Natural gas, timber and tourism seem to be the main attractions for British business but vast amounts of murky business is also done via companies based in British offshore territories:
The UK is ranked the 2nd largest source of approved investment in Burma, estimated at a total of more than 1.2 billion dollars since 1988, largely because companies from all over the world have used UK overseas territories to channel investment to Burma. They are attracted to dependent territories by tax incentives and the lack of transparency. In addition, UNOCAL used the fact that it had invested in Burma via Bermuda to try to avoid being sued in US courts over human rights abuses.

“The British government could stop this kind of investment today, but refuses to do so,” said Yvette Mahon, Director of the Burma Campaign UK. “The refusal to act is inexplicable, the government says it does not support trade and investment in Burma, but does nothing to stop it.”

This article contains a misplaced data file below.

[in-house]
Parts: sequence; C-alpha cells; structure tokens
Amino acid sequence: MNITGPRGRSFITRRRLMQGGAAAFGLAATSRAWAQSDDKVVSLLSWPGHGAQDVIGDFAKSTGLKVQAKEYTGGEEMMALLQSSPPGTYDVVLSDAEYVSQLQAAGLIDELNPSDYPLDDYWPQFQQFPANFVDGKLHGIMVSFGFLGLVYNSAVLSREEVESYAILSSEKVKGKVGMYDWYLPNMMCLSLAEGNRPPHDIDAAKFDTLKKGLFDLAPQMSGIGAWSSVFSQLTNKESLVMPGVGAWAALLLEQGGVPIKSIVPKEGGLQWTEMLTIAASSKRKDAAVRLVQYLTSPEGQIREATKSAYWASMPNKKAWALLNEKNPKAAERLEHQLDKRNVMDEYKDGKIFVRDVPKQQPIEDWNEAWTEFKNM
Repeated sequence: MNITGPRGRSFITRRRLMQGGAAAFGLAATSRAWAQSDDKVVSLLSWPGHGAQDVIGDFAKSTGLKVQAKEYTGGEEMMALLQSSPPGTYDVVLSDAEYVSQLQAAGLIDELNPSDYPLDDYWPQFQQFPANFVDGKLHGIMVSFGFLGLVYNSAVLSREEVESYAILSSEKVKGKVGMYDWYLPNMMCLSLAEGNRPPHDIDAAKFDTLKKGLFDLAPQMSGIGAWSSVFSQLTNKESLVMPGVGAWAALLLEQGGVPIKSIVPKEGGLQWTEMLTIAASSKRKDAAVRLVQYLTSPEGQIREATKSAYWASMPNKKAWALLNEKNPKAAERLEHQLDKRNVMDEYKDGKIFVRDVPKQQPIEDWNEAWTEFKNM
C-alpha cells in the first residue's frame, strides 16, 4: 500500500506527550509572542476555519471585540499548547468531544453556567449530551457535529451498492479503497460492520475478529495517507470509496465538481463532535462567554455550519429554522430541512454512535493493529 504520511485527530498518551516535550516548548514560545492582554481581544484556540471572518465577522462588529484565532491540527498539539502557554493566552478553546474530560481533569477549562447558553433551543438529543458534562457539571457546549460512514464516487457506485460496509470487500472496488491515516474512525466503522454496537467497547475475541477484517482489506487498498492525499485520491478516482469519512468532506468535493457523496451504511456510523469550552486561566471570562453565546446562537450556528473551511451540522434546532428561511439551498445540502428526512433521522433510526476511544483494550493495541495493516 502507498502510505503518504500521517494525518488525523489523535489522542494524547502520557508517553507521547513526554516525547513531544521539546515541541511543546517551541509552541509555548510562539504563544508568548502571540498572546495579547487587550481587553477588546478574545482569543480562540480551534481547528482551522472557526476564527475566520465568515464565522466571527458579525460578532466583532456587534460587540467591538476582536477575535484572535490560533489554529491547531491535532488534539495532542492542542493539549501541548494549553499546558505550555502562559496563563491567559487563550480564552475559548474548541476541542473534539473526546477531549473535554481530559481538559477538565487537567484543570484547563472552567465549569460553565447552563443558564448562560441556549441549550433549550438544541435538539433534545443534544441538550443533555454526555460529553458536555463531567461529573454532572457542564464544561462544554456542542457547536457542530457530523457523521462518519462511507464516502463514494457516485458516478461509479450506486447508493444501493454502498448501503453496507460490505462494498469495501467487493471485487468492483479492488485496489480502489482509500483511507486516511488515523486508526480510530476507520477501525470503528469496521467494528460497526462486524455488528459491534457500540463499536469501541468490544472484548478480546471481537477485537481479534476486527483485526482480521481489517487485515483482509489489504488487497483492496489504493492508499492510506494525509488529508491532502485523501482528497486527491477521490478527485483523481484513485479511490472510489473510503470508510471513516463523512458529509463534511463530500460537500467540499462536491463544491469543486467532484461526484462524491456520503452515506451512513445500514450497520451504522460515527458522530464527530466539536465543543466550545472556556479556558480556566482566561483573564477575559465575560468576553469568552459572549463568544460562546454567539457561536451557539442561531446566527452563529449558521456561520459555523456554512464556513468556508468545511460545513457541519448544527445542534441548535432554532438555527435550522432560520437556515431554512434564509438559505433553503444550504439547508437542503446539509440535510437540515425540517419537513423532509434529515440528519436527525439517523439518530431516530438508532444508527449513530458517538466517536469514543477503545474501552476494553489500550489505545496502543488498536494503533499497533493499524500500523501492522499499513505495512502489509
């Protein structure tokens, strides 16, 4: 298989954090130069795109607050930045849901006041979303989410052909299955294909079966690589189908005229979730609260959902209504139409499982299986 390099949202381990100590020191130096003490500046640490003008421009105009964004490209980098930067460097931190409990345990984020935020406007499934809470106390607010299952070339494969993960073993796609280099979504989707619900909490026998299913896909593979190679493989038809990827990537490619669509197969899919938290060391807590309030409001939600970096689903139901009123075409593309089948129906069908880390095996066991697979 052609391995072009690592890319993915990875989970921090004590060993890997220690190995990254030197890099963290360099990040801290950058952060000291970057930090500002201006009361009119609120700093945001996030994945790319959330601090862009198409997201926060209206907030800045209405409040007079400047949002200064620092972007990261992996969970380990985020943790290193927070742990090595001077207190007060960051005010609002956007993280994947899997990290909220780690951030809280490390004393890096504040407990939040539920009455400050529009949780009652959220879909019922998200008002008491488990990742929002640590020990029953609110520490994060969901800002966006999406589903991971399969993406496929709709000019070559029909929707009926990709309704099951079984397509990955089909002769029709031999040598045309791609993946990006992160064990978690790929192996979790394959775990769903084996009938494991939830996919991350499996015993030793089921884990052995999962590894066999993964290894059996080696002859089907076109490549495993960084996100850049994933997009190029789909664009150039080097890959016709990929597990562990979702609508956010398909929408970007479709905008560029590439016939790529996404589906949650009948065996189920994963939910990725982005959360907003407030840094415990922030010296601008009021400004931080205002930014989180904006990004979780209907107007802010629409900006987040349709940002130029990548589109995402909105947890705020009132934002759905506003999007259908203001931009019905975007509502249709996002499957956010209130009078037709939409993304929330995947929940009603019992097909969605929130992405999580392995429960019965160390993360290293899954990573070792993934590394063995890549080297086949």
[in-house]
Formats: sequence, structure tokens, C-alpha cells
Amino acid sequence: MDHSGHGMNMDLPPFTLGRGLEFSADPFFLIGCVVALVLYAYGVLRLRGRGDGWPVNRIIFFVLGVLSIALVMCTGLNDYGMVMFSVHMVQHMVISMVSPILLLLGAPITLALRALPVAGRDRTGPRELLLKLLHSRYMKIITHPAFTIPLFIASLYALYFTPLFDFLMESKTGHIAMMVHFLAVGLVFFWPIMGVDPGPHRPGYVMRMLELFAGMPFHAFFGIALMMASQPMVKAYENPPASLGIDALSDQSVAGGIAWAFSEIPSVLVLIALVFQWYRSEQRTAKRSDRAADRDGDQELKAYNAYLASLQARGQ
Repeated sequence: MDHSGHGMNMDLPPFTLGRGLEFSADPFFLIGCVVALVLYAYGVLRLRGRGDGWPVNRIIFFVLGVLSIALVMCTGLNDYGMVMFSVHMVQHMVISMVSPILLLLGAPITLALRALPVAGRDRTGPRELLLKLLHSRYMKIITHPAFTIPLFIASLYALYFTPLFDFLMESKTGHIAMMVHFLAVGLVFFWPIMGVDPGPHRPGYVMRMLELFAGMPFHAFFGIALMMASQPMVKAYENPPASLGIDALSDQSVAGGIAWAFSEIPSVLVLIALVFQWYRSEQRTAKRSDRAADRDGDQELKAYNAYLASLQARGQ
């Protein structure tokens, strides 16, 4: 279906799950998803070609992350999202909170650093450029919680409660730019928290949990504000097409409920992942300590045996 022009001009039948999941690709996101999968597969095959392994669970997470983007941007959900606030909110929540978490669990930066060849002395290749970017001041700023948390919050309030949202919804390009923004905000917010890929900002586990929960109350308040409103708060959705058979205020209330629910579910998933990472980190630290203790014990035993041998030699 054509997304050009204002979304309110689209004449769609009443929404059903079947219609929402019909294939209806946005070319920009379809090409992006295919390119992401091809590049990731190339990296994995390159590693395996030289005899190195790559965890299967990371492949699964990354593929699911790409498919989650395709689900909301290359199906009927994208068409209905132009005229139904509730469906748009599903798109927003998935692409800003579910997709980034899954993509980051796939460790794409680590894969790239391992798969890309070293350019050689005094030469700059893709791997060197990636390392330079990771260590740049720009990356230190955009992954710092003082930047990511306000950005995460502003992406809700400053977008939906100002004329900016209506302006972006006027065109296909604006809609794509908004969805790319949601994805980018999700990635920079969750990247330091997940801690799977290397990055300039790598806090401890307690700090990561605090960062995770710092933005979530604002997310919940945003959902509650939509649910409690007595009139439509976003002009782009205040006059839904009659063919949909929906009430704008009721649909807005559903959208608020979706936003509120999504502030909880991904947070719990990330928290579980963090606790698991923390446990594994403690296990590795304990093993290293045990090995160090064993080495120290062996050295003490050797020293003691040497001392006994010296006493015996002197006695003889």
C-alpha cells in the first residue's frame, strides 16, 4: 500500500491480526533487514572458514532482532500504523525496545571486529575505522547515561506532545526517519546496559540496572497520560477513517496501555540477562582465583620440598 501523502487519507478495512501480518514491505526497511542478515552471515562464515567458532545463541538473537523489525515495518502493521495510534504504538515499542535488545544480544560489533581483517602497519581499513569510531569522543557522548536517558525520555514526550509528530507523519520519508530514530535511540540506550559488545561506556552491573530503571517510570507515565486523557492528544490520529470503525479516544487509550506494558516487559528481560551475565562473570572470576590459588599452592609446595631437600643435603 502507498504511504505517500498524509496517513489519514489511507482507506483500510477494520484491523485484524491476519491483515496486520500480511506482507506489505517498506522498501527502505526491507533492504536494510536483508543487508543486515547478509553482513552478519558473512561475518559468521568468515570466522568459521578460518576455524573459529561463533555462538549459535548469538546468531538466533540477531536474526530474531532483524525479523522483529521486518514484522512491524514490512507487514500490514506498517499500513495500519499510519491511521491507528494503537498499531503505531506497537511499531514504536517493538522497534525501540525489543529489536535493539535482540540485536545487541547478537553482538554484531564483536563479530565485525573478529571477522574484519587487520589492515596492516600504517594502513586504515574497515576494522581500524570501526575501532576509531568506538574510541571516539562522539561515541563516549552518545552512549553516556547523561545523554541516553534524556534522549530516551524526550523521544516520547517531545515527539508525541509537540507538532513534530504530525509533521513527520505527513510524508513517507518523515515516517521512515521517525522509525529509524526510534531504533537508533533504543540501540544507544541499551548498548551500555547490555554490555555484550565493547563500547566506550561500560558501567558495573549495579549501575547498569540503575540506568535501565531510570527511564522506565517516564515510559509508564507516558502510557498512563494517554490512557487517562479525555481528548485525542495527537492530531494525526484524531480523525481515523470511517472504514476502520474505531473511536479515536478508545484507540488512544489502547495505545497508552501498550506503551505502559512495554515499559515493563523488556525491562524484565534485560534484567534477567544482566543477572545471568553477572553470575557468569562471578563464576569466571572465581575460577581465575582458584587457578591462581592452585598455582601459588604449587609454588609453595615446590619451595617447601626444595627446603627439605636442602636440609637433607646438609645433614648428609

The same campaign group published a list in 2003 of UK companies that have refused to say whether or not they source products from Burma.

Surprisingly the list contains a number of household names; bear in mind that this list is from 2003 and has not been updated, as far as I can tell:
Companies refusing to disclose if they source from Burma [in 2003]:

Bay Trading
By Design Plc
Ciro Citterio
First Sport
Jane Norman
Jeffrey Rogers
Jo Bloggs
Karen Millen
La Coste
LK Bennett
Miss Sixty
Pied a terre


Thursday, September 27, 2007

Sweet Mandarin - the schools tour